// OnvifManager.connect('localhost/my/proxy/path', null, 'username', 'password') <-- proxy path
OnvifManager.connect('', 80, 'username', 'password')
  .then(results => {
    let camera = results
    // if the camera supports events, the module will already be loaded.
    if (camera.events) {
      camera.events.on('messages', messages => {
        console.log('Messages Received:', messages)

      camera.events.on('messages:error', error => {
        console.error('Messages Error:', error)

      // start a pull event loop using defaults

      // call stopPull() to end the event loop
      // camera.events.stopPull()


onvif-nvt documentation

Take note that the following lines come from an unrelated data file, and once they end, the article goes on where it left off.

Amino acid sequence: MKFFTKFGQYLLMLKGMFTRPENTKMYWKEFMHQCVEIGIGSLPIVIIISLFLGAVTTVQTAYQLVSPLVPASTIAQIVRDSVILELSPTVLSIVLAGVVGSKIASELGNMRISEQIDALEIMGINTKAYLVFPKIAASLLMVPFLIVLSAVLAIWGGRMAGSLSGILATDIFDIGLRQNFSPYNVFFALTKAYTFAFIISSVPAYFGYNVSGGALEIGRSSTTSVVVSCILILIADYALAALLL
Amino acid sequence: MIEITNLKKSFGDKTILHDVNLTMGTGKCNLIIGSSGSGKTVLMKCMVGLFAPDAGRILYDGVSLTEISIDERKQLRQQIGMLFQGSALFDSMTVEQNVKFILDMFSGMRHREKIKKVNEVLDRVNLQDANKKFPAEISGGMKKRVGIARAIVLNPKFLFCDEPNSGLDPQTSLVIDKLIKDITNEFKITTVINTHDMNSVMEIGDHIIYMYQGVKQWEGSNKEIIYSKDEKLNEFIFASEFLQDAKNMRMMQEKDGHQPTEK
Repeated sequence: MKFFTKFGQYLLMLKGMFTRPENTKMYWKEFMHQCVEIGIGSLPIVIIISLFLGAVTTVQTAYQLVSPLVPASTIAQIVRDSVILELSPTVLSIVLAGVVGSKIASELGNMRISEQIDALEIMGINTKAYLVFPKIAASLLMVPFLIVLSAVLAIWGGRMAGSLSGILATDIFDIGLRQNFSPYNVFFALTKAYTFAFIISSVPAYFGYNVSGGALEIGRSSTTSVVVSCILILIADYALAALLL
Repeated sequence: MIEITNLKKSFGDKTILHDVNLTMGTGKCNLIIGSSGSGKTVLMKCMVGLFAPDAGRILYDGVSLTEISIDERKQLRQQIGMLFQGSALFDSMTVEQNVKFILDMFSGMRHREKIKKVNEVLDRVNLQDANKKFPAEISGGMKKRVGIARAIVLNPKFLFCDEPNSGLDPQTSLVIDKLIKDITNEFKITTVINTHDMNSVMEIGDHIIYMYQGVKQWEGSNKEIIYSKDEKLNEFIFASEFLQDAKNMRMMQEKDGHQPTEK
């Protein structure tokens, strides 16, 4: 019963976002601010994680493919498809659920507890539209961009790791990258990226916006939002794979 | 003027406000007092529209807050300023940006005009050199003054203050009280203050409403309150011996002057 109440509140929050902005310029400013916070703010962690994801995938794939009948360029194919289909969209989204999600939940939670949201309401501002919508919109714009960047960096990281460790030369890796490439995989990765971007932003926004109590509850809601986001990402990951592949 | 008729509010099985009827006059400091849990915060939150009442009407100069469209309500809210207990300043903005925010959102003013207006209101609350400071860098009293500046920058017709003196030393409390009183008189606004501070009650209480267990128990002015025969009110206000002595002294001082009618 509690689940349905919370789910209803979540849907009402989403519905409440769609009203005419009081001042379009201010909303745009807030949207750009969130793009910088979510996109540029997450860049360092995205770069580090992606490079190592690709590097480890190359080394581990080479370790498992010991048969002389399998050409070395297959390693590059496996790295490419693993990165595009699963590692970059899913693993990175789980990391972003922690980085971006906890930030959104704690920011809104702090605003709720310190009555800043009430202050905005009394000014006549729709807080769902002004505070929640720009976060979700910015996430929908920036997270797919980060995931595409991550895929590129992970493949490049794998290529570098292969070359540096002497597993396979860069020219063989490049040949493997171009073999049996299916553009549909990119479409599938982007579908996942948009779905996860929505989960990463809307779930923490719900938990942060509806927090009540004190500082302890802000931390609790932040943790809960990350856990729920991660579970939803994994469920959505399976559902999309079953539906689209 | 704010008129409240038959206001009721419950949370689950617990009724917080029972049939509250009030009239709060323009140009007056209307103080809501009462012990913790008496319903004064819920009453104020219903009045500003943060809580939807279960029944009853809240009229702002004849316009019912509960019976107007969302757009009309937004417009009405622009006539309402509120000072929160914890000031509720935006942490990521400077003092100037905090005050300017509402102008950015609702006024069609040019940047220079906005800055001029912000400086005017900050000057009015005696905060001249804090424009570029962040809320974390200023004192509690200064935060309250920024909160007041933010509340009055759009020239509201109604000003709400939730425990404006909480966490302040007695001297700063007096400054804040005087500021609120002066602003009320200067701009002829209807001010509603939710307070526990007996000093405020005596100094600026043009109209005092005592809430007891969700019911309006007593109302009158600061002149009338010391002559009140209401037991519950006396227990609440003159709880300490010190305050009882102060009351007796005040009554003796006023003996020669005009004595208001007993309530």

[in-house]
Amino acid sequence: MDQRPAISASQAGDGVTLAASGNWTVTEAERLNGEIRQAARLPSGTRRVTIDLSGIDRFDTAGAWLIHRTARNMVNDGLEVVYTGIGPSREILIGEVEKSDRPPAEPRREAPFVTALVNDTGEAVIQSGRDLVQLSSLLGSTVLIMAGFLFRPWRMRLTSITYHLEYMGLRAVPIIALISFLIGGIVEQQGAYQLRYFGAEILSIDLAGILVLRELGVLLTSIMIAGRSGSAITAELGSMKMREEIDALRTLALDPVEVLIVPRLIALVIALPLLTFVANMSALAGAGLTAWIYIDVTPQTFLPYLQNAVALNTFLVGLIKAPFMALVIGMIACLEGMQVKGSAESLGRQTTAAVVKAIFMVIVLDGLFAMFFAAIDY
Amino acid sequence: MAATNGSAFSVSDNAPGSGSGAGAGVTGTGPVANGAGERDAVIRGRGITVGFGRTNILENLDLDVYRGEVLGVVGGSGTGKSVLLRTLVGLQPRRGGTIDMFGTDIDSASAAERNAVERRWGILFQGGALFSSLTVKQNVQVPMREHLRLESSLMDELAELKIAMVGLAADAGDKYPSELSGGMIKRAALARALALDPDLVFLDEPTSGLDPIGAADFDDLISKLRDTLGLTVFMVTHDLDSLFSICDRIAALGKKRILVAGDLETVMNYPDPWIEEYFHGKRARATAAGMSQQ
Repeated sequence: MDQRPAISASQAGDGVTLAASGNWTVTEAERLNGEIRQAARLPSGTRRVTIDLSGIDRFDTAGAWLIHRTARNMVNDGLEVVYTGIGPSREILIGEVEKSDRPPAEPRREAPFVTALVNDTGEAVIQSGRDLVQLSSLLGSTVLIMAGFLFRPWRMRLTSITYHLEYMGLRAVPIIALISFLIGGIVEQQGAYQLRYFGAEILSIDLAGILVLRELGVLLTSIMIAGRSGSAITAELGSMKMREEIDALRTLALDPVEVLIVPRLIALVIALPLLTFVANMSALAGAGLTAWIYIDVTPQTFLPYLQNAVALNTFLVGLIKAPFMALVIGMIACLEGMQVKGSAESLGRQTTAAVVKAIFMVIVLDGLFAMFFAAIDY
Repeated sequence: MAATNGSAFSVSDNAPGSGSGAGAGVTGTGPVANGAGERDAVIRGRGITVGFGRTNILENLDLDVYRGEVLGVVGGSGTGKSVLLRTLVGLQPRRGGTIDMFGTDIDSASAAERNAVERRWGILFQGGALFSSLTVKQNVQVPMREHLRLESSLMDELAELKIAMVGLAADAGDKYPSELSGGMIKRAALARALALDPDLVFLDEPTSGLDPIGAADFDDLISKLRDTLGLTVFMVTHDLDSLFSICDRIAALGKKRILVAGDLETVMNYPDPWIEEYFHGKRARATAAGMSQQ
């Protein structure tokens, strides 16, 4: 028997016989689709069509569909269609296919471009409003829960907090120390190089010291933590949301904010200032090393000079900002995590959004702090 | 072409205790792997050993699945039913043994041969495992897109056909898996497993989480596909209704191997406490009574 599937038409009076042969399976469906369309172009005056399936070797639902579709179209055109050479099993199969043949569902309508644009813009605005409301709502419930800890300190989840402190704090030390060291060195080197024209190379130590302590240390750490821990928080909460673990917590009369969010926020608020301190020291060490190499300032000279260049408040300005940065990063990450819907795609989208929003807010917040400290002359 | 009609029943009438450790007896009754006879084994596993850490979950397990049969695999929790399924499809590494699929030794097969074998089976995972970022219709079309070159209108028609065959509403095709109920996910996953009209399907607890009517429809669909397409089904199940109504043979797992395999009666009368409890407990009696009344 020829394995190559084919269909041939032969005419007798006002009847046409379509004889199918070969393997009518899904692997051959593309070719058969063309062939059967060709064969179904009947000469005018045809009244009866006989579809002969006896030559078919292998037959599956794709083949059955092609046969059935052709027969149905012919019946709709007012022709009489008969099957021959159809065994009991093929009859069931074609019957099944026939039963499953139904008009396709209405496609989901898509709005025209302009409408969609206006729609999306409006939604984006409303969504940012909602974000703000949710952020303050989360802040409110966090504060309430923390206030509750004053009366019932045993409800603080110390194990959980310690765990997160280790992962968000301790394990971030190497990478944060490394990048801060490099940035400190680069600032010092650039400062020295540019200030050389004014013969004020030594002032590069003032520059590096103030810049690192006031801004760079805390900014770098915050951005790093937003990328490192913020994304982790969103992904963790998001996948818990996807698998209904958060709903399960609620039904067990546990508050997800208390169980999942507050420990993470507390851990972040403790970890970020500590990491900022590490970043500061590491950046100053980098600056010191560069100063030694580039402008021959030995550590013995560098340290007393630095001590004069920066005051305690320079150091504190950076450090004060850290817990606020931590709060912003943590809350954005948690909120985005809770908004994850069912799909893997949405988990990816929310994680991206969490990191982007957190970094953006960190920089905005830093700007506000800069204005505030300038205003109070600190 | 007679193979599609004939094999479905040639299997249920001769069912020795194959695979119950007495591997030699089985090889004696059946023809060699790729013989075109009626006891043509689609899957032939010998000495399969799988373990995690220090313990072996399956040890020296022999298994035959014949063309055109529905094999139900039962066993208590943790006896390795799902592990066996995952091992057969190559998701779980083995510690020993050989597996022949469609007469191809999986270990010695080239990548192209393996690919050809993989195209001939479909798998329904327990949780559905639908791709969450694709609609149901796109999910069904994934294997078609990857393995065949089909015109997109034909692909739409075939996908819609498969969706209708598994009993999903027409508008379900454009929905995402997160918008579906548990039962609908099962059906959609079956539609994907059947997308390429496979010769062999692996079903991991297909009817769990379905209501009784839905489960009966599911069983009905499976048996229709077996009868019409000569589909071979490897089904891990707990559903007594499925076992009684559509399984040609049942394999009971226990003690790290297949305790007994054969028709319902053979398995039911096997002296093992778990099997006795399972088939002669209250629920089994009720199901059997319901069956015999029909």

Note: The code for testing is not available in the npm package.

All functionality has been tested with Hikvision (fixed and ptz), Pelco (ptz), TrendNET (fixed) and Axis (ptz).

Functional Testing

Functional testing is intended for 'live' testing with an actual ONVIF device. It is done with the run.js in the run folder. This will test the actual capabilities of a camera, but just as importantly, it can capture the xml response to file so it can be used in Jest tests. The configuration file for the run tests can be found in run/config.js.

For discovery testing, just set the runDiscovery variable at the top of the file to true.

For core testing, set the runCore variable at the top of the file.

You can do this for other modules as well. See file for options.

Set up your local camera by setting the appropriate variables in run/config.js, like this:

const address = ''
const port = 80
const username = 'root'
const password = 'root'
const folder = 'hikvision'